There is now no room for further delay: We therefore expect that you will use your earliest endeavours in the General Assembly, that such methods may be taken as will effectually prevent these proceedings against us. By a proper representation we apprehend it may easily be made to appear that such severities will prove detrimental to Great Britain itself; upon which account we have reason to hope that an application, even for a repeal of the act, should it be already pass'd, will be successful. It is the trade of the Colonies, that renders them beneficial to the mother country: Our trade, as it is now, and always has been conducted, centers in Great Britain, and in return for manufactures affords her more ready cash, beyond any comparison, than can possibly be expected by the most sanguine promoters of these extraordinary methods. We are ultimately yielding large supplies to the revenues of the mother country, while we are labouring for a very moderate subsistence for ourselves. But if our trade is to be curtail'd in its most profitable branches, and burthens beyond all possible bearing, laid upon that which is suffer'd to remain, we shall be so far from being able to take off the manufactures of Great Britain, that it will be scarce possible for us to earn our bread. -- But what still heightens our apprehensions is, that these unexpected proceedings may be preparatory to new taxations upon us: For if our trade may be taxed, why not our lands? Why not the produce of our lands, and every thing we possess or make use of? This we apprehend annihilates our charter right to govern and tax ourselves -- It strikes at our British privileges, which as we have never forfeited them, we hold in common with our fellow subjects who are natives of Britain: If taxes are laid upon us in any shape without our having a legal representation where they are made, are we not reduc'd from the character of free Subjects to the miserable state of tributary slaves.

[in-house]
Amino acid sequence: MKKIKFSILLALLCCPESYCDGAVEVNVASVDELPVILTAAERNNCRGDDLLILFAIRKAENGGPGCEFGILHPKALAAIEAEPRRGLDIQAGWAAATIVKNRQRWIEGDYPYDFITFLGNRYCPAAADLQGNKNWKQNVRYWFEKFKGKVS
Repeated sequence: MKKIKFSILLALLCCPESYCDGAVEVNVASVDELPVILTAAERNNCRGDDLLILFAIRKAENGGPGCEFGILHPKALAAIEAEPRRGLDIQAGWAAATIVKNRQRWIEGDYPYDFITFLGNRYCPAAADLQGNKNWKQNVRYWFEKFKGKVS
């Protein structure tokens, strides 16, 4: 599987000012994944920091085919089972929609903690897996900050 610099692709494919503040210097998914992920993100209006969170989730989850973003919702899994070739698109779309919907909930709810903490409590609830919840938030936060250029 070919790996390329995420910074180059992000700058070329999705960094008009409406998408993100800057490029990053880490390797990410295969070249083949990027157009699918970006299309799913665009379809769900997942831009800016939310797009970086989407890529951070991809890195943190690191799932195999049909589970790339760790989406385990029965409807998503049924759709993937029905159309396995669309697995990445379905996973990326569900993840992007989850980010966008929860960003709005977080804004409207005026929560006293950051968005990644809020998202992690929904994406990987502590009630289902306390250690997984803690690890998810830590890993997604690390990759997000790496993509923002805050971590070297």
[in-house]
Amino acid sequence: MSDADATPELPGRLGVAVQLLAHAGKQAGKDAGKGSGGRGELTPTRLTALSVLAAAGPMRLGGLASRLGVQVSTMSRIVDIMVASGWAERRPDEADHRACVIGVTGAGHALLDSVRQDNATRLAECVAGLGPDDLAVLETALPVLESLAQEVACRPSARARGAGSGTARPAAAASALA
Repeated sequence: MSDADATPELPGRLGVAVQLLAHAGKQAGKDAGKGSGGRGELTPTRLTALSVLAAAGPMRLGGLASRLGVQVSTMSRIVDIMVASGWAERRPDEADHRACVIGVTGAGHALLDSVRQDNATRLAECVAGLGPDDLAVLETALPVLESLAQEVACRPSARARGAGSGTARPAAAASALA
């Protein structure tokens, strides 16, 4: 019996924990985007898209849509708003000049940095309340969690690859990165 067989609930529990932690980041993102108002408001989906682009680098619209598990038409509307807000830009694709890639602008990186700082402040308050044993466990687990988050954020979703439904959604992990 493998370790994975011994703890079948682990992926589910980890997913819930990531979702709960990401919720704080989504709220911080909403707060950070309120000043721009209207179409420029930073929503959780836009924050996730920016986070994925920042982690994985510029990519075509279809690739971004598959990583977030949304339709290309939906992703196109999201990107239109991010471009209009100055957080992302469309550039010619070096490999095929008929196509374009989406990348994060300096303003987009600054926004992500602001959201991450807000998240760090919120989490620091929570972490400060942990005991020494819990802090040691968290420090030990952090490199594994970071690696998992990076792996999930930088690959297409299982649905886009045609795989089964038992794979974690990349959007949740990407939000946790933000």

We therefore earnestly recommend it to you to use your utmost endeavours, to obtain in the General Assembly all necessary instruction and advice to our agent at this most critical juncture; that while he is setting forth the unshaken loyalty of this province and this town -- its unrival'd exertion in supporting his Majesty's government and rights in this part of his dominions -- its acknowledg'd dependence upon and subordination to Great-Britain; and the ready submission of its merchants to all just and necessary regulations of trade, he may be able in the most humble and pressing manner to remonstrate for us all those rights and privileges which justly belong to us either by charter or birth.

As his Majesty's other Northern American colonies are embark'd with us in this most important bottom, we further desire you to use your endeavours, that their weight may be added to that of this province: that by the united application of all who are aggrieved, all may happily obtain redress.